Shin pain, ankle sprains and rolled ankles are common injuries, particularly for runners. These problems often become chronic, recurring, and frustrating!
But first, let’s learn a few movement concepts.
The “Role” of the Foot, Ankle, and Shin
Evolutionarily, the ROLE of the foot, ankle and shin had two primary purposes:
|① To create a stable base from which to propel ourselves forward as we adapted to the need to walk with two feet on uneven ground.
|② To send information up to our brain about how our body weight aligned over our foot. This way, we could move and adjust until we reached stability. The actual moving and adjusting, however, comes from a different joint altogether: the all-powerful HIP!
The “Role” of the Hip
The evolutionary ROLE of the hip joint was to place our body in a strong, balanced position over the stable foot and then use its strength and power to move in whatever direction we desired.
Because the hip is an all-powerful ball and socket joint (there are only two in your body, the other being the shoulder!) that means it can move in all 3 planes of motion. This is why the hip is the “control center joint” of lower extremity movement.
The “Roll” of the Hip and Ankle
The role of the hip is to ROLL the body over the stable base provided by the foot and ankle. The foot and ankle will ROLL on the ground to allow movement to happen, but only as a result of the control of the hip. Remember: the foot and ankle’s primary goal is to provide a stable base of support, and to send feedback to the brain about the ground and the body’s position.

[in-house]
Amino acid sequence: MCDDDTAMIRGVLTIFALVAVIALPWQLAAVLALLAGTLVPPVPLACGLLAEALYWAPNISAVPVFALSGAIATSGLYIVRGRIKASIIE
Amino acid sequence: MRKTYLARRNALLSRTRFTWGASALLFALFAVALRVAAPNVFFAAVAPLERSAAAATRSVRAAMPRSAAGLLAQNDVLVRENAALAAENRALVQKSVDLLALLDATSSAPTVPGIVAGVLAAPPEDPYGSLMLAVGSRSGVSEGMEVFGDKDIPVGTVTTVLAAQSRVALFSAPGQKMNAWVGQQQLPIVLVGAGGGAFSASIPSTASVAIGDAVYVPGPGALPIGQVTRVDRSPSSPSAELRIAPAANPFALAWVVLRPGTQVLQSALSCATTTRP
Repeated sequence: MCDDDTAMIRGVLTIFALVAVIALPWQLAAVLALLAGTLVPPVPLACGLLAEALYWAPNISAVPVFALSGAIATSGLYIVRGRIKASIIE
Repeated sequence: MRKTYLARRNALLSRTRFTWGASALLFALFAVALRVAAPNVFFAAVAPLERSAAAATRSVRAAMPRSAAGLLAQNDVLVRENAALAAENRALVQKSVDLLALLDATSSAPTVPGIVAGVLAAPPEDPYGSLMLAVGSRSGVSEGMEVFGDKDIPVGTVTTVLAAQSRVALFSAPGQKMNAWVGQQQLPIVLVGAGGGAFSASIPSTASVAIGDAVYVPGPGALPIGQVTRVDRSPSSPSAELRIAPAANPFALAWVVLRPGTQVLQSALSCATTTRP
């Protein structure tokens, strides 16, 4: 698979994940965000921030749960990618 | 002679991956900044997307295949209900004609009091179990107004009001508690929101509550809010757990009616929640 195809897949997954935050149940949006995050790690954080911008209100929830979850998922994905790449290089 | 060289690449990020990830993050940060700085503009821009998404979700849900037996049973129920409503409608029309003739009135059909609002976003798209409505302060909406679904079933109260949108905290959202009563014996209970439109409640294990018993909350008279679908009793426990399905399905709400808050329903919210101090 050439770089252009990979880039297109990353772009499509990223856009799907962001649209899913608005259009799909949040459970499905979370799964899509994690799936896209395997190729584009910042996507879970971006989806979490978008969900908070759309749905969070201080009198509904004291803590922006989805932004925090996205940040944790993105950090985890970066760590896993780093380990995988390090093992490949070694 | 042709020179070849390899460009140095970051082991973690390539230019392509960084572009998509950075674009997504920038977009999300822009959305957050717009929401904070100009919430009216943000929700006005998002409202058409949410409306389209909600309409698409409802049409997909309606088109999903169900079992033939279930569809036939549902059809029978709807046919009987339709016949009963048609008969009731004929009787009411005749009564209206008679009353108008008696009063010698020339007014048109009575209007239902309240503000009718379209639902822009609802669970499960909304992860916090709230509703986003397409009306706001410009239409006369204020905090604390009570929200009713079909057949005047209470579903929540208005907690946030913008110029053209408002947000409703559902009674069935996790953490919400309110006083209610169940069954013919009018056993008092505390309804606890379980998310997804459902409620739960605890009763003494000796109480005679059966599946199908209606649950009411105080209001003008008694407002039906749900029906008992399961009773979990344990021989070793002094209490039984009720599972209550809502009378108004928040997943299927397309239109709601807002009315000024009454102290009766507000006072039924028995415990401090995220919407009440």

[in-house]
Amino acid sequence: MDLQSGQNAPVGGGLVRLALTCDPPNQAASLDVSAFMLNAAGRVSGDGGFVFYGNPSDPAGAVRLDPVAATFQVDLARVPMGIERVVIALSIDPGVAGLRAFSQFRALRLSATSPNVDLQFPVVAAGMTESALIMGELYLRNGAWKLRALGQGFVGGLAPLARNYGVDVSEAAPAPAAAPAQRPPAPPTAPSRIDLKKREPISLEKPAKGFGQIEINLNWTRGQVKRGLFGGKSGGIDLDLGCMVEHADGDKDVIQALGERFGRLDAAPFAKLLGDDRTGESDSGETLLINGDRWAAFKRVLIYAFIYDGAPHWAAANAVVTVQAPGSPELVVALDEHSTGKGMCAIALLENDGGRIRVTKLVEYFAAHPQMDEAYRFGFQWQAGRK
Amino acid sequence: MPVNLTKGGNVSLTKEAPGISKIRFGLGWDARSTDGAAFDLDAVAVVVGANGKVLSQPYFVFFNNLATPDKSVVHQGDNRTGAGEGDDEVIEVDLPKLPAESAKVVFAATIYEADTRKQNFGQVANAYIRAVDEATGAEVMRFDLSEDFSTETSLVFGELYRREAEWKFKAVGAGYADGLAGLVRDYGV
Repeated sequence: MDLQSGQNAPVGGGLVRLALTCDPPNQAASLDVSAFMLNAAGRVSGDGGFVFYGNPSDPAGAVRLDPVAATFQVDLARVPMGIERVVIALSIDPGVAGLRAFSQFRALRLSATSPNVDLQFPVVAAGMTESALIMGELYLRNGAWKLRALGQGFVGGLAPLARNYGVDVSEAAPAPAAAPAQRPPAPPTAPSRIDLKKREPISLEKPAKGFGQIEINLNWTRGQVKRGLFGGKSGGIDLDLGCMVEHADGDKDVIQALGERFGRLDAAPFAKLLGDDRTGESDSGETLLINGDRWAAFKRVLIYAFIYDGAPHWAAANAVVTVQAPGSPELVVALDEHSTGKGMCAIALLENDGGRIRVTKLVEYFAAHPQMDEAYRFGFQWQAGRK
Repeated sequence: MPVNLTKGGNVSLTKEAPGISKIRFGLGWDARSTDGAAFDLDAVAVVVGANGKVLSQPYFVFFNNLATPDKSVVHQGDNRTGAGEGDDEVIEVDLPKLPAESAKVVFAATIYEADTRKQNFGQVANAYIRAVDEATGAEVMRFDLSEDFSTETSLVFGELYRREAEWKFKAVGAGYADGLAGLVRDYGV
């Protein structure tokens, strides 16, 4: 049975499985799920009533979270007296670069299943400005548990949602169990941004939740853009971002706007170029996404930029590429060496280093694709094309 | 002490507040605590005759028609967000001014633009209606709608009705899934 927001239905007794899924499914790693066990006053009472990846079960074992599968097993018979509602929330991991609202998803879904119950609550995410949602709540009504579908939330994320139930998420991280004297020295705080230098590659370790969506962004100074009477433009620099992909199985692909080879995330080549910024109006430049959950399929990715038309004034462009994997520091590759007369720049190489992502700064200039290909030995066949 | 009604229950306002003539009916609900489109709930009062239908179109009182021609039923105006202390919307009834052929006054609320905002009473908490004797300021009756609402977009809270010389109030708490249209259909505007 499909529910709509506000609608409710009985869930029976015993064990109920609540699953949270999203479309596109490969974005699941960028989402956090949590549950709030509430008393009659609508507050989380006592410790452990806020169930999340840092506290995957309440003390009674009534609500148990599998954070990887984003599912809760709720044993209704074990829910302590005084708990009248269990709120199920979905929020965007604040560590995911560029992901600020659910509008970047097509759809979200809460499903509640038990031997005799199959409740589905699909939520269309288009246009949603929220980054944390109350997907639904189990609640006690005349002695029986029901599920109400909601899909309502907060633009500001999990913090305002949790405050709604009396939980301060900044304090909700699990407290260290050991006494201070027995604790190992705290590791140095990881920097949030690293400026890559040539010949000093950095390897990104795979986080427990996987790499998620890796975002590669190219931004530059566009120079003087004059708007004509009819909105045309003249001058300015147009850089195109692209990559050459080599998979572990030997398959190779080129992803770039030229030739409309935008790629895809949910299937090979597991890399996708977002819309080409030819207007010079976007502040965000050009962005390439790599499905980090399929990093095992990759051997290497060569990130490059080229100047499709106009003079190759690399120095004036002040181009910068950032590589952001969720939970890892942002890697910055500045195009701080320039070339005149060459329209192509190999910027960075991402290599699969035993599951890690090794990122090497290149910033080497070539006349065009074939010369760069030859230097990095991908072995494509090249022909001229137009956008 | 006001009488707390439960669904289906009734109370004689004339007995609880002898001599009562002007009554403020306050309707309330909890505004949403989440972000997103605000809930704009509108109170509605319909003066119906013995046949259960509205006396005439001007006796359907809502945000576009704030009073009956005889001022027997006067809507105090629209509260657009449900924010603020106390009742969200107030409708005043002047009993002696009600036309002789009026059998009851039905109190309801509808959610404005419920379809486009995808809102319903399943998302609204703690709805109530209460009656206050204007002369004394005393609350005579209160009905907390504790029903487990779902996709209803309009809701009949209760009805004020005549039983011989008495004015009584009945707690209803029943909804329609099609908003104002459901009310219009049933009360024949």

Notice what it’s like when you try to make the movement come from your KNEE. Not as stable, right? Maybe you even experience a little pain?
Turns out a lot of runners end up attempting to control the “roll” of the ankle from a joint other than the hip (like the knee). Because this is a “role” it’s not suited to, if often leads to injury or pain.
Fast forward to our culture today
We confine our feet in shoes, we walk and run on primarily flat, hard surfaces and we sit on our once powerful and mobile hip joints.
Now the feet are unresponsive, the ground surface does not stimulate them to send feedback to the brain, and the hips forget what they are supposed to do and how to do it. The shin muscles will then often become overactive trying to move your unresponsive hip to maintain balance. This is another misappropriated “role”: it’s not their job and it is no wonder they complain from doing it!
Let’s return to the exercise
Let’s return to the exercise we looked at above. Follow along with the video below, and pause it after each movement example. Practice each example movement several times on each leg until you can feel the different patterns we describe in your own body.
Stable Ankle Circling Hip
If you have issues with ankle sprains
Pay attention to how much your foot wobbles on the ground and the ankle rolls. Practice the hip movement while holding on to a stable chair or a wall until you can move your hip without any change in the foot’s contact surface with the ground.
If you have issues with shin pain
Notice how reactive or irritated your shins are when your knee is circling over your foot. When moving from your hip, your knee must move in a small enough range so that the is no discomfort created in the shin. Focus on allowing the shin muscles to hold your foot stable on the ground, but not react and lift your foot off of the ground.
Have fun exploring this idea and these movements to create strong hips and legs and stable feet!
For more information about the research behind these exercises, you can read through this.
If you have questions or comments, contact us.